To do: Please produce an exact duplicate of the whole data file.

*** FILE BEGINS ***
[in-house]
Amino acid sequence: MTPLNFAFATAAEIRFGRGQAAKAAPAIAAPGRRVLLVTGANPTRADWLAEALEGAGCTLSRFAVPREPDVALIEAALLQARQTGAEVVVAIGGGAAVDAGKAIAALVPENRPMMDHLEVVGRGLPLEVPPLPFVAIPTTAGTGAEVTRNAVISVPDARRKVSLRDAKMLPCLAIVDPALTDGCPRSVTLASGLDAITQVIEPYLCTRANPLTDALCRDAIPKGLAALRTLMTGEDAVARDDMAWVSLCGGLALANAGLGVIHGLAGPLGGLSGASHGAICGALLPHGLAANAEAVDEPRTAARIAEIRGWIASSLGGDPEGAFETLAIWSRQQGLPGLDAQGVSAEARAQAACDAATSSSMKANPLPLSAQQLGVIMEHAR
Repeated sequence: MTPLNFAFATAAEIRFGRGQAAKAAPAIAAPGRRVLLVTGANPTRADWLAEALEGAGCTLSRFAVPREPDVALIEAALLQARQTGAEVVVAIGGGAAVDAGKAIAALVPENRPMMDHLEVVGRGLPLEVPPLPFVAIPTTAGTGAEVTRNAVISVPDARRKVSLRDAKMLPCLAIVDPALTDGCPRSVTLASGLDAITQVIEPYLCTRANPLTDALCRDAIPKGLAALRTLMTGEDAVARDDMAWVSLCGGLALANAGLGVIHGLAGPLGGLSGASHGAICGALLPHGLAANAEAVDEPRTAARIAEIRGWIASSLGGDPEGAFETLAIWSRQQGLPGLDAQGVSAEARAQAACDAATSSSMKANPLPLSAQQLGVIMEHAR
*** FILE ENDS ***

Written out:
[in-house]
Amino acid sequence: MTPLNFAFATAAEIRFGRGQAAKAAPAIAAPGRRVLLVTGANPTRADWLAEALEGAGCTLSRFAVPREPDVALIEAALLQARQTGAEVVVAIGGGAAVDAGKAIAALVPENRPMMDHLEVVGRGLPLEVPPLPFVAIPTTAGTGAEVTRNAVISVPDARRKVSLRDAKMLPCLAIVDPALTDGCPRSVTLASGLDAITQVIEPYLCTRANPLTDALCRDAIPKGLAALRTLMTGEDAVARDDMAWVSLCGGLALANAGLGVIHGLAGPLGGLSGASHGAICGALLPHGLAANAEAVDEPRTAARIAEIRGWIASSLGGDPEGAFETLAIWSRQQGLPGLDAQGVSAEARAQAACDAATSSSMKANPLPLSAQQLGVIMEHAR
Repeated sequence: MTPLNFAFATAAEIRFGRGQAAKAAPAIAAPGRRVLLVTGANPTRADWLAEALEGAGCTLSRFAVPREPDVALIEAALLQARQTGAEVVVAIGGGAAVDAGKAIAALVPENRPMMDHLEVVGRGLPLEVPPLPFVAIPTTAGTGAEVTRNAVISVPDARRKVSLRDAKMLPCLAIVDPALTDGCPRSVTLASGLDAITQVIEPYLCTRANPLTDALCRDAIPKGLAALRTLMTGEDAVARDDMAWVSLCGGLALANAGLGVIHGLAGPLGGLSGASHGAICGALLPHGLAANAEAVDEPRTAARIAEIRGWIASSLGGDPEGAFETLAIWSRQQGLPGLDAQGVSAEARAQAACDAATSSSMKANPLPLSAQQLGVIMEHAR